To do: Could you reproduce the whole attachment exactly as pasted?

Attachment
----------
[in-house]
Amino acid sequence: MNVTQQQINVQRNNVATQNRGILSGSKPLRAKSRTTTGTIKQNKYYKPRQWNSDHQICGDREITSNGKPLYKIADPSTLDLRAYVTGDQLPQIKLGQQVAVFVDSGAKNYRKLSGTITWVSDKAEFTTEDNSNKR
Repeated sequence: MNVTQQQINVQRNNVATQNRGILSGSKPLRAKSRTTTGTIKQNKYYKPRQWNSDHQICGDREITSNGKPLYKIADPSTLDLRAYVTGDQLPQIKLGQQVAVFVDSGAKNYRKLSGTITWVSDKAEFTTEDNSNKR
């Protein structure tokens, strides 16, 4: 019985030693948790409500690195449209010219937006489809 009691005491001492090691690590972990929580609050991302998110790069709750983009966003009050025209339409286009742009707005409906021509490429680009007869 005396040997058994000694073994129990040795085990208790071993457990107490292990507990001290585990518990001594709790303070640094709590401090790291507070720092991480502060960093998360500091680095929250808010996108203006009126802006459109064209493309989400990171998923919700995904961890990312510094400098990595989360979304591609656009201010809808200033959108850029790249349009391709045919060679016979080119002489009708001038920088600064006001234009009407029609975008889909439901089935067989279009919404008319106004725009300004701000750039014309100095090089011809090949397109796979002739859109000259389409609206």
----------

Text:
[in-house]
Amino acid sequence: MNVTQQQINVQRNNVATQNRGILSGSKPLRAKSRTTTGTIKQNKYYKPRQWNSDHQICGDREITSNGKPLYKIADPSTLDLRAYVTGDQLPQIKLGQQVAVFVDSGAKNYRKLSGTITWVSDKAEFTTEDNSNKR
Repeated sequence: MNVTQQQINVQRNNVATQNRGILSGSKPLRAKSRTTTGTIKQNKYYKPRQWNSDHQICGDREITSNGKPLYKIADPSTLDLRAYVTGDQLPQIKLGQQVAVFVDSGAKNYRKLSGTITWVSDKAEFTTEDNSNKR
């Protein structure tokens, strides 16, 4: 019985030693948790409500690195449209010219937006489809 009691005491001492090691690590972990929580609050991302998110790069709750983009966003009050025209339409286009742009707005409906021509490429680009007869 005396040997058994000694073994129990040795085990208790071993457990107490292990507990001290585990518990001594709790303070640094709590401090790291507070720092991480502060960093998360500091680095929250808010996108203006009126802006459109064209493309989400990171998923919700995904961890990312510094400098990595989360979304591609656009201010809808200033959108850029790249349009391709045919060679016979080119002489009708001038920088600064006001234009009407029609975008889909439901089935067989279009919404008319106004725009300004701000750039014309100095090089011809090949397109796979002739859109000259389409609206």